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Could “ATM cash-outs” hit your credit cards?

by Peter Andrew
Could “ATM cash-outs” hit your credit cards?

It recently emerged that, between December 2012 and April 2013, two prepaid-card issuers were victims of a crime Reuters dubbed a “global cyber heist.” Criminals netted during that period a haul of $45 million as gangs in 27 countries around the world used thousands of ATMs to access the cash. Seven American alleged perpetrators have been arrested, but an eighth suspect is believed to have been killed while overseas. All were, according to The Washington Post, living in Yonkers, NY, at the time of the offense, and most were young men.

Credit card companies and insecure technology

The heist was enabled by flaws in the IT security systems used by the prepaid card issuers. One scenario, suggested by PaymentViews, is that hackers sent “spear phishing” emails to key employees in two India-based payment-processing organizations. Once opened, these released malware that provided access to key databases and applications, which, in turn, permitted the gang to withdraw large amounts of cash from ATMs.

The key question is: Could hackers achieve similar goals if they were to target American credit card companies?

Your credit cards are low risk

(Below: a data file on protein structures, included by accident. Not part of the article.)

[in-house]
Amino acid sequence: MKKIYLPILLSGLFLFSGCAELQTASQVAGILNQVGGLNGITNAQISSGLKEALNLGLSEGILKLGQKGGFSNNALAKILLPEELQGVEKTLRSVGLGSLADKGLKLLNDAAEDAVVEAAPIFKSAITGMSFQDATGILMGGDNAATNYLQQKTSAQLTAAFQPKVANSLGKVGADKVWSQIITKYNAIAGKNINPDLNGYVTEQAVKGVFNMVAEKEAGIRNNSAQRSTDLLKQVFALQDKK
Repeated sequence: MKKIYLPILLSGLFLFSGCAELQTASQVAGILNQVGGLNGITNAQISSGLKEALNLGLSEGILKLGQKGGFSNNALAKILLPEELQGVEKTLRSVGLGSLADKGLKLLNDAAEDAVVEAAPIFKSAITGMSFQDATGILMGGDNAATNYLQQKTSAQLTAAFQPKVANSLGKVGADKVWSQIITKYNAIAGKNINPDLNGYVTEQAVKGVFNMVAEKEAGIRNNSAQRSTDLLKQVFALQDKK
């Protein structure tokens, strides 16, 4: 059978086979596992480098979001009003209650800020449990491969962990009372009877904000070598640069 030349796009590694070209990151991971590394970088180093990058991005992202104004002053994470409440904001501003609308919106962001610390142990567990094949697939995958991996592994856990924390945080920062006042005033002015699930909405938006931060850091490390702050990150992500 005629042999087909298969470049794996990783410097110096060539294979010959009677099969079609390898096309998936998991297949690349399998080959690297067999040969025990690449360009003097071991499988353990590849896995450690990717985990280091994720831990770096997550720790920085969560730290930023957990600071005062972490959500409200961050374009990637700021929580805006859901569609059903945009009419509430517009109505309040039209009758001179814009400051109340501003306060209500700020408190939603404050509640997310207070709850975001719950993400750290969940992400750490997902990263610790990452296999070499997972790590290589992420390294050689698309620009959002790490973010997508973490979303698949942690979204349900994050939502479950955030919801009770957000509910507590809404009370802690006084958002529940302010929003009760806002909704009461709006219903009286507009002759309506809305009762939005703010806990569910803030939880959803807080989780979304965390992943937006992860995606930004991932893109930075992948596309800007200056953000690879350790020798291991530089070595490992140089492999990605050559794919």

Nothing is 100-percent secure, and few experts are likely to stick their necks out and say the same sort of attacks could never succeed among mainstream American card issuers. But many believe the chances are small for two main reasons:

  1. Prepaid card issuers tend to be more vulnerable than traditional credit card companies.
  2. Payment-processing companies based in India, which has a rapidly emerging and changing economy and IT infrastructure, make easier and so more attractive targets for cyber criminals than American card issuers, which often have more established security protocols.

However, there’s little room for complacency. George Peabody of PaymentViews attended a MasterCard security event held in March, by which time insiders had some knowledge of the heist. He reports that delegates left with a list of ideas and action points for tightening up their systems.

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